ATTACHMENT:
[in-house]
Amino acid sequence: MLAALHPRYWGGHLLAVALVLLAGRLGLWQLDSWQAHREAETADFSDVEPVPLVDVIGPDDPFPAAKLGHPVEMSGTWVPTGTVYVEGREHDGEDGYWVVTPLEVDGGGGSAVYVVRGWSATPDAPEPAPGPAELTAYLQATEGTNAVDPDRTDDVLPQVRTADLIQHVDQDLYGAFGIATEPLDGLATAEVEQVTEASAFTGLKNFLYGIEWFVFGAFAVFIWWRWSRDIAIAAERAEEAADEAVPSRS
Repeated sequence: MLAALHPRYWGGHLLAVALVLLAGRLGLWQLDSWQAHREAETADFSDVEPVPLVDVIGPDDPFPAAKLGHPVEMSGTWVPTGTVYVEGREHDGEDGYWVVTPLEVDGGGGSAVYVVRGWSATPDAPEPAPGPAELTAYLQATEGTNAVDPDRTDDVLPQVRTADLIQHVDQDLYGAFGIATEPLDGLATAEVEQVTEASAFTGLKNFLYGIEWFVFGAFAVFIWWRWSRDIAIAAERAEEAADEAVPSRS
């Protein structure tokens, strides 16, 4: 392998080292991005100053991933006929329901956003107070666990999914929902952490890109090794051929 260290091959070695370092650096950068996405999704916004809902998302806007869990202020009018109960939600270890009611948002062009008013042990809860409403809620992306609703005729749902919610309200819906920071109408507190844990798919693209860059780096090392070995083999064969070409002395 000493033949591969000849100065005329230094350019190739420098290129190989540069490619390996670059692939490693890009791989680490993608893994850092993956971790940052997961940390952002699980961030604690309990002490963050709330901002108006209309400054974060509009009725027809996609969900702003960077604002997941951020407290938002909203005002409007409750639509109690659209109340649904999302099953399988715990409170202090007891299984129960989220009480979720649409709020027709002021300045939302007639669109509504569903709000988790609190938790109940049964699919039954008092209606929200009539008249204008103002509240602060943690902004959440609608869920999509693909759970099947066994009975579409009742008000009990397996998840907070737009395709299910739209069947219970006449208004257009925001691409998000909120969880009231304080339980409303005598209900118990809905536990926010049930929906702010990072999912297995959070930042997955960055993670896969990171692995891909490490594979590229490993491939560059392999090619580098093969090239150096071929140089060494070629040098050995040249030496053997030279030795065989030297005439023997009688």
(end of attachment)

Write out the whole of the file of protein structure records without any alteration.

[in-house]
Amino acid sequence: MLAALHPRYWGGHLLAVALVLLAGRLGLWQLDSWQAHREAETADFSDVEPVPLVDVIGPDDPFPAAKLGHPVEMSGTWVPTGTVYVEGREHDGEDGYWVVTPLEVDGGGGSAVYVVRGWSATPDAPEPAPGPAELTAYLQATEGTNAVDPDRTDDVLPQVRTADLIQHVDQDLYGAFGIATEPLDGLATAEVEQVTEASAFTGLKNFLYGIEWFVFGAFAVFIWWRWSRDIAIAAERAEEAADEAVPSRS
Repeated sequence: MLAALHPRYWGGHLLAVALVLLAGRLGLWQLDSWQAHREAETADFSDVEPVPLVDVIGPDDPFPAAKLGHPVEMSGTWVPTGTVYVEGREHDGEDGYWVVTPLEVDGGGGSAVYVVRGWSATPDAPEPAPGPAELTAYLQATEGTNAVDPDRTDDVLPQVRTADLIQHVDQDLYGAFGIATEPLDGLATAEVEQVTEASAFTGLKNFLYGIEWFVFGAFAVFIWWRWSRDIAIAAERAEEAADEAVPSRS
């Protein structure tokens, strides 16, 4: 392998080292991005100053991933006929329901956003107070666990999914929902952490890109090794051929 260290091959070695370092650096950068996405999704916004809902998302806007869990202020009018109960939600270890009611948002062009008013042990809860409403809620992306609703005729749902919610309200819906920071109408507190844990798919693209860059780096090392070995083999064969070409002395 000493033949591969000849100065005329230094350019190739420098290129190989540069490619390996670059692939490693890009791989680490993608893994850092993956971790940052997961940390952002699980961030604690309990002490963050709330901002108006209309400054974060509009009725027809996609969900702003960077604002997941951020407290938002909203005002409007409750639509109690659209109340649904999302099953399988715990409170202090007891299984129960989220009480979720649409709020027709002021300045939302007639669109509504569903709000988790609190938790109940049964699919039954008092209606929200009539008249204008103002509240602060943690902004959440609608869920999509693909759970099947066994009975579409009742008000009990397996998840907070737009395709299910739209069947219970006449208004257009925001691409998000909120969880009231304080339980409303005598209900118990809905536990926010049930929906702010990072999912297995959070930042997955960055993670896969990171692995891909490490594979590229490993491939560059392999090619580098093969090239150096071929140089060494070629040098050995040249030496053997030279030795065989030297005439023997009688």